The last week or two have been so filled with horror of various kinds in our hitherto tolerant, peaceful, laid-back country that somehow a pink-and-tortoiseshell blog doesn't seem a sufficiently solemn forum in which to mention it. Besides, the blogosphere is already ringing and buzzing with the shrill cries of the indignant or (far worse, of course) the triumphant. Some conservatives seem positively thrilled by the pre-terrorist bust, as though its whole point were to vindicate any government-endorsed violation of human rights you care to name.
It would be nice to try to be funny about all this, but it has all gone well beyond funny. This was brought home to me on Thursday, the night before the 30th anniversary of the Dismissal, when Kerry O'Brien dedicated a whole 7.30 Report to extended interviews first with Whitlam and then with Fraser. (See transcripts here.)
I found myself trying to remember -- not for the first time -- exactly what we thought about Fraser, and why, in the days of his Prime Ministership. I was a bolshie undergraduate and took a dim view of the discovery, coming at lunchtime out of the English 3 exam into a peaceful, sunny Adelaide afternoon, that Whitlam had been sacked. Some very funny sketches on the subject were rapidly whipped up for that year's university revue. Characters were assassinated. Unkind remarks were made.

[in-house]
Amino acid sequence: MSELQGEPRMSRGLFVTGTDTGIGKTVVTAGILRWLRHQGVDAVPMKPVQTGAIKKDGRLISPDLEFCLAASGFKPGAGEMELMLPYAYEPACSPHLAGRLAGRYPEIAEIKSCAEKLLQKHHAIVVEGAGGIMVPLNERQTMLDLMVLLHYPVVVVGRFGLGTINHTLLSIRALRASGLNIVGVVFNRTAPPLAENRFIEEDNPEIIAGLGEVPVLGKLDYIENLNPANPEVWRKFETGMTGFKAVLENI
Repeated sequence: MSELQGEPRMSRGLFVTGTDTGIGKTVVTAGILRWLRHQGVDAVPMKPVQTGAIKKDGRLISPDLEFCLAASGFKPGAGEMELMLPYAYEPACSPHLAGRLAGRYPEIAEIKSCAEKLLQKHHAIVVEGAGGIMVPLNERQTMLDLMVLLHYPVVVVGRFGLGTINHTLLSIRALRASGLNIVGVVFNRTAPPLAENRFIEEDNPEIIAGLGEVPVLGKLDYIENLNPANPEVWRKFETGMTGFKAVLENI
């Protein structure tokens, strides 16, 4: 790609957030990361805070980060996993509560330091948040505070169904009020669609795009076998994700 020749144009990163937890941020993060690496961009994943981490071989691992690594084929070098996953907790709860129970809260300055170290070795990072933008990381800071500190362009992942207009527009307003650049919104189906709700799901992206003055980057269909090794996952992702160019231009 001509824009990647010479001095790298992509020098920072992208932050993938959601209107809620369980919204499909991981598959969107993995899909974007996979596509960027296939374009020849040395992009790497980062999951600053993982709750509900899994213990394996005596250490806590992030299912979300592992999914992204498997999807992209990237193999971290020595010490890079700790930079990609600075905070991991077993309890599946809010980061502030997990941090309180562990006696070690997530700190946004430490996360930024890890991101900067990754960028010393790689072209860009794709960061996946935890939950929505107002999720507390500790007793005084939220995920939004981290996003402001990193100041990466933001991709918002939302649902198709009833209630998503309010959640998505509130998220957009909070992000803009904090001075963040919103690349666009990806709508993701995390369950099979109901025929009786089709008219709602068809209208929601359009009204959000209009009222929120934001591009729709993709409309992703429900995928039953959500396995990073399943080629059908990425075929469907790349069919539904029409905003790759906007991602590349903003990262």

But Fraser, in retrospect, was nowhere near as bad as this mob. He let a lot of Whitlam's reforms stand, especially in education and the arts. He has always been just as good -- better, alas, in many cases -- as any Labor leader on human rights, civil liberties and race.
So it's impossible to tell from this historical distance whether, as Whitlam hooted the other night 'He's improved' -- or whether it's just that, compared to the current crop of Coalition commandants, he looks really, really good.